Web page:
Tuesday, August 02, 2005

The hypocrisy of the right

Oh, trust me, there's hypocrisy on the left, too -- and, by all means, tell me about it. But AmbivaBlog, drawing on an excellent post at CommonSenseDesk (which itself draws on three other blogs -- such is life in the blogosphere), looks at why "Being (far) right means never having to say you're sorry". It's all worth reading, whatever your political inclinations.

I would add that the hypocrisy of the right is more visible -- and more troubling -- than the hypocrisy on the left in part because at the moment the right is in power and the left is in disarray. Back at Tufts, where in the early-'90s the left was in power (within the limited context of campus politics) and the right was vilified (and yours truly along with it -- how dare I have criticized the orthodoxy of political correctness?), I wrote extensively on the hypocrisy of the left. In such matters, one tends to direct one's attention at the powers that be, not the powers that be not.

Perhaps it's all a matter of context and perspective. Hypocrisy is everywhere.

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  • Definitely interesting posts. The concept of a conservative worldview that divides the world into a strict duality of either moral perfection or chaos calls to mind more revolutionary ideas, often most associated with the left- Lenin and Osama come to mind.

    I think of the old Neil Young line: "It is better to burn out than to fade away." As I was growing up this was a repeated mantra of the hipsters at my school, meant as a kind of manifesto towards living a life full of rich experiences rather than dull mediocrity. Now it seems more appopriate for zealous conservatives, who for all of their faults are second to none in their quest for moral righteousness and willingness to go to extemes in the name of a meaningful life.

    I cannot lie- I find this to be part of their appeal. A world of "live and let live" treads dangerously close to a world of rampant individualism in which in the name of tolerance we close ourselves off from each other.

    This burning passion is part of why I enjoy the blustery declarations of a Bill O'Reilly more than cuttingly snide irony of Jon Stewart. O'Reilly stands for something, Stewart stands for...what exactly? If O'Reilly is on a quest for meaning, Stewart is on a quest to ridicule those who take that quest too seriously. I consider myself a political moderate, but when the chips are down, I'll take conviction over relativism.

    By Blogger N. Lowe, at 12:28 PM  

  • Sorry, I'm incorrect in saying above that Osama comes from the left. He comes from the right.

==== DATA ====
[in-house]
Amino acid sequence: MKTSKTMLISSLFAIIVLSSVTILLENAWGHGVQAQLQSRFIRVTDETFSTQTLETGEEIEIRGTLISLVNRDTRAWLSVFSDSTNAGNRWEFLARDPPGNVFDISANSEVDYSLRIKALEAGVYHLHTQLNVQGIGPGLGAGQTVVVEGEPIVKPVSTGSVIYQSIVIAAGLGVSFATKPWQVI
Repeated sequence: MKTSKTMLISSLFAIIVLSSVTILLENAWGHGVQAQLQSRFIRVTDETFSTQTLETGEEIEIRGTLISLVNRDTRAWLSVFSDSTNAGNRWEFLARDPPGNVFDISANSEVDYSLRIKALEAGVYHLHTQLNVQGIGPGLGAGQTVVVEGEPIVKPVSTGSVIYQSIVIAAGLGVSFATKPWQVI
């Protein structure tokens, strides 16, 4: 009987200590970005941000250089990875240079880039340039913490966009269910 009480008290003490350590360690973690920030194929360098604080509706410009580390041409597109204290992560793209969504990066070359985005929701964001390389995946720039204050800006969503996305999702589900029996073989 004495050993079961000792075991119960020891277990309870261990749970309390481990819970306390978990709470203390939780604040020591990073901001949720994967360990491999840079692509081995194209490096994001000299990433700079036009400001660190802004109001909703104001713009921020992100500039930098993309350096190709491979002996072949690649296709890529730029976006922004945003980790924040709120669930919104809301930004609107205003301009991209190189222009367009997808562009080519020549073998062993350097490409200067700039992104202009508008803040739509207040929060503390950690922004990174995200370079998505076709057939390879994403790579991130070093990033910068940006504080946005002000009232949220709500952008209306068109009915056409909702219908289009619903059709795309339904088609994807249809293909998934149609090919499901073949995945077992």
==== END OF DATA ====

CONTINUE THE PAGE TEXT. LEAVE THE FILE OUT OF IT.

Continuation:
By Blogger N. Lowe, at 12:30 PM  

  • Nate,

    That's an interesting point you make. Personally, I have always felt torn in that respect. I'm very suspicious of zealotry whether from the right or the left. On the other hand, I agree with you about the dispiriting aspects of a postmodernist society that values irony over seriousness. And I think post-modernism's ostensible relativism really masks a quite negative judgmental attitude toward tradition and community.

    On the other hand, the effort at enforcing virtue is doomed to failure. The left tries to enforce political virtue, while the right tries to enforce moral virtue. Neither will work because human nature is what it is. I don't like the post-modernist celebration of celebrity self-destruction and utter solipsism, but neither do I like the right's attempt to use the political process to impose its religious view of morality.

    By Anonymous Anonymous, at 3:22 PM  

  • Yes, Marc, political virtue vs. moral virtue. I had not thought of the issue in those terms, but they seem to fit. This could explain why I've always voted Democratic when it comes time to punch the ballot, yet in my everyday conversations I lean towards the Republicans. And I also realize, like you, that however unappealing aspects of post-modern relativism and tolerance may be, these faults are perhaps infinitely preferrable to a more rigid, sanctimonious political system that offers one single "virtuous" way of life.

    By Blogger N. Lowe, at 11:32 PM  

  • I'm like you Nate-I'm a Democrat but I often feel very uncomfortable with the type of liberalism that stems from the 1960s. I always looked at the early 1960s (pre-Viet Nam) as sort of a pre-postmodern golden era where you could be liberal without the anger and alienation that it now often entails.

    By Anonymous Anonymous, at 10:08 AM  

  • Excellent comments, guys.

    By Blogger Michael J.W. Stickings, at 12:02 PM  

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